Mozo guides

What happens to your term deposit if your bank closes?

A piggy bank with a 'closed' sign in front of it

Term deposits are covered under the government’s Financial Claims Scheme (FCS), but what about the interest you’ve been patiently trying to accrue?

Say you’re on month 5 of a 6 month term deposit, but the bank announces it will close before your term reaches maturity. Will you get a percentage of your interest paid out when the bank shuts off the lights? Or are you left out in the cold, without a dime for your time?

Well, the answer is… it depends. 

The way banks treat term deposit breaks – for any reason, including if your bank closes its doors – can usually be found in their terms and conditions. 

A recent, real-world example of this sort of situation coming to pass is with the recently closed Volt Bank

Chief executive of Volt Bank, Steve Weston told Mozo, “In our case we paid accrued interest up until the date we broke the term deposit.

“As market rates had increased, customers benefited from us breaking as they could reinvest at the higher deposit rates on offer.”

How likely is it that a bank will close?

For starters, it’s pretty unlikely that an established Australian bank would fail or go bankrupt. Plus, if they did, you'd still be protected by the FCS up to $250,000 per person, per ADI (bank, credit union or building society).  

But as we’ve seen in recent years, it’s the smaller ADIs, like neobanks Volt and Xinja, that appear more likely to shut down.

Is there more risk investing with smaller banks vs the Big Four?

That’s not to say that depositing your money with the smaller guys is too fraught with risk to be worthwhile. No, in fact the average term deposit rate in the Mozo database for the Big Four banks is 1.71% p.a. Compare that with the average term deposit rate across all offerings in our database – 2.36% p.a. –  and rates are significantly higher as you step outside the bounds of the major players.

Typically, a higher interest rate for savings products comes from a bank or ADI having less overhead – that is, physical branches populated with staff, as opposed to online-only support. Naturally, there are pros and cons for either of these, so be sure to look at term deposit reviews from our customers to get the bigger picture.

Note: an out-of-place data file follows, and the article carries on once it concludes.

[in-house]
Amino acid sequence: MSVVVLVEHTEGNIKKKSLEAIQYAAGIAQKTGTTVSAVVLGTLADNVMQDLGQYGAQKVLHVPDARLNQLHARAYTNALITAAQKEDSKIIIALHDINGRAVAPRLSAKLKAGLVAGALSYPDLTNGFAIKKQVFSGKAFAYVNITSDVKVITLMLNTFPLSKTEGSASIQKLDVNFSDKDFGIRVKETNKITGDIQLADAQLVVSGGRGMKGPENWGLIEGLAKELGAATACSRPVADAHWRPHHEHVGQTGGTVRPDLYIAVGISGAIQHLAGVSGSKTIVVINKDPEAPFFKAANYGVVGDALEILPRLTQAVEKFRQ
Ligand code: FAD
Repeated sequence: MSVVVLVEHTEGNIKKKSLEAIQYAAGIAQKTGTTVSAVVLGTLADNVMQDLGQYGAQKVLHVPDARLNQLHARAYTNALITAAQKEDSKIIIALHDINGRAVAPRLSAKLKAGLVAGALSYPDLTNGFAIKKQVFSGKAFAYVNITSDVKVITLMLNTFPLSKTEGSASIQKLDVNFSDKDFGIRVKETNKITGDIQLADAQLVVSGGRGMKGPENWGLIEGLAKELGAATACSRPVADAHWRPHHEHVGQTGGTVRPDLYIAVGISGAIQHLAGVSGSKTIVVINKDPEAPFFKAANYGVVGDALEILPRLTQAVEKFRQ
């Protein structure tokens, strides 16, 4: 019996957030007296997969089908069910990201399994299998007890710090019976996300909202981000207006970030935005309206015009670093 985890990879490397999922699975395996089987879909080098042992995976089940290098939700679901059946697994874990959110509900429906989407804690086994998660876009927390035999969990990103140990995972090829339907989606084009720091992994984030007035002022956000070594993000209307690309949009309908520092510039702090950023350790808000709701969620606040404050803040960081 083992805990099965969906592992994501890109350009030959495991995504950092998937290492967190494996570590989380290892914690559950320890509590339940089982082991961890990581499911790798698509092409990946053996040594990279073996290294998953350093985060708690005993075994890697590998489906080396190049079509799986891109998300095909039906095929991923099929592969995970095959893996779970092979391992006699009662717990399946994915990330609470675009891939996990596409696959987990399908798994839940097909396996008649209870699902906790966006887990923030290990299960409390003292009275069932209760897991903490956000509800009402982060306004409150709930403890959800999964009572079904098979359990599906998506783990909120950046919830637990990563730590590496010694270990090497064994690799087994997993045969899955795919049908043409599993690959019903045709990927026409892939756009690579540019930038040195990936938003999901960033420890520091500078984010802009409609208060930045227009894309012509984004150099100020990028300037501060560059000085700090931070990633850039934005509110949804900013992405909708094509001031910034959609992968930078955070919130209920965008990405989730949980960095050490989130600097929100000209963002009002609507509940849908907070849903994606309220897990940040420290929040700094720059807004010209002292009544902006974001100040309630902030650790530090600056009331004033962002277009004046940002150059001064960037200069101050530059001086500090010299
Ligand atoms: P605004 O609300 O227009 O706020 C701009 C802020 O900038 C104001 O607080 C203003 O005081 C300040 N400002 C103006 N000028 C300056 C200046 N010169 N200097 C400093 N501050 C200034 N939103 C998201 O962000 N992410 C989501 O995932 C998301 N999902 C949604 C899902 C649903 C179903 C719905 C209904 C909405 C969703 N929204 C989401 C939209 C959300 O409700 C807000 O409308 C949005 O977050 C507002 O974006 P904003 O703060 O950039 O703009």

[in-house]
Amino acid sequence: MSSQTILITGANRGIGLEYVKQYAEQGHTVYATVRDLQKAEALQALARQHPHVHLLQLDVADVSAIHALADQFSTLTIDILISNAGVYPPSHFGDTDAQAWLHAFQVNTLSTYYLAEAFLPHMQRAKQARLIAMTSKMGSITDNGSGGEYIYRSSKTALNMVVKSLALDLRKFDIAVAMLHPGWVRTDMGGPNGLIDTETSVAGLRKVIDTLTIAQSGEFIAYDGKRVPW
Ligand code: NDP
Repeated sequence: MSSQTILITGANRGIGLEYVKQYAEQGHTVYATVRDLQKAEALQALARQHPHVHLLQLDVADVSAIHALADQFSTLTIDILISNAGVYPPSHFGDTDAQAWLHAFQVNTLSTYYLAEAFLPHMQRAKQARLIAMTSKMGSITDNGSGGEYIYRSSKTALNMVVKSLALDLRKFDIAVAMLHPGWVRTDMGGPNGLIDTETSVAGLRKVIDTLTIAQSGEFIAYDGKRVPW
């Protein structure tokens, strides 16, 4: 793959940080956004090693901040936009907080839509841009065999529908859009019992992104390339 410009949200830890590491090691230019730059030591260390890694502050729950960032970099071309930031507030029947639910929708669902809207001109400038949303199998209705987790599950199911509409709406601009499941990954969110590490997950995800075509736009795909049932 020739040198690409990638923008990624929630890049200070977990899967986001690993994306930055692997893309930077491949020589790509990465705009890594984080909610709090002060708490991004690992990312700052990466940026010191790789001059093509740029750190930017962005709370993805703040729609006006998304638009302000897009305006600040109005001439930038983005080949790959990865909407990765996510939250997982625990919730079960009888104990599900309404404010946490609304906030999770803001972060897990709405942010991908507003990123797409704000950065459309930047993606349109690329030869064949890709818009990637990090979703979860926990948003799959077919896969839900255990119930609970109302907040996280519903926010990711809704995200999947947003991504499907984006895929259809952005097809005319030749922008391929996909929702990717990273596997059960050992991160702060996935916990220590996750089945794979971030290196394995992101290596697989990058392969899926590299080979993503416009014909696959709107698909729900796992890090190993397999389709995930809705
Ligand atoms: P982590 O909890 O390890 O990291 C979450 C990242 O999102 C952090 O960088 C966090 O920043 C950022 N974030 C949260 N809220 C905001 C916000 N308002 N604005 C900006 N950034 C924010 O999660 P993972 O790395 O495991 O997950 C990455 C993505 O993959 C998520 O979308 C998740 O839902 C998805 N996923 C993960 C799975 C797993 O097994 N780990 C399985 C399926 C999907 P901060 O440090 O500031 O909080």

In the meantime, have a look at the sorts of term deposits that are available right here, right now.

Term deposit comparisons on Mozo - last updated 19 April 2024

Search promoted term deposits below or do a full Mozo database search. Advertiser disclosure
  • Mozo Expert Choice Badge
    Term Deposit

    4.75% p.a.
    1 year

    $1,000

    Yes up to $250,000

    Enjoy a competitive fixed interest with the choice of 1 month to 5 year terms. Start with as little as $1,000. Interest paid monthly, quarterly, half yearly or yearly. Receive a 0.10% loyalty bonus when you automatically reinvest your Term Deposit before maturity. (Terms and Conditions apply)

    Compare
    Details
  • Term Deposit

    4.80% p.a.
    9 months

    $1,000

    Yes up to $250,000

    Enjoy the certainty of a fixed interest rate combined with the convenience of online banking to set up and manage your term deposit at maturity. You can start investing from as little as $1,000 or up to $5,000,000.

    Compare
    Details
  • Mozo Expert Choice Badge
    Term Deposit

    4.85% p.a.
    6 months

    $1,000

    Yes up to $250,000

    Enjoy a competitive fixed interest with the choice of 1 month to 5 year terms. Start with as little as $1,000. Interest paid monthly, quarterly, half yearly or yearly. Receive a 0.10% loyalty bonus when you automatically reinvest your Term Deposit before maturity. (Terms and Conditions apply)

    Compare
    Details
  • Online Term Deposit

    4.85% p.a.
    9 months

    $5,000

    Yes up to $250,000

    No set-up or account keeping fees. Deposits up to $250,000 per customer are guaranteed by the Australian Government. Mozo Experts Choice winner for Term Deposit 2022.

    Compare
    Details
Jack Dona
Jack Dona
RG146
Money writer

Jack is RG146 Generic Knowledge certified, with a Bachelor of Communications in Creative Writing from UTS, and uses his creative flair to cut through the financial jargon and make home loans, insurance and banking interesting. His reader-first approach to creating content and his passion for financial literacy means he always looks for innovative ways to explain personal finance. Jack's research and explanations have been featured in government publications, and his work is regularly featured alongside major publications in Google's Top Stories for Insurance.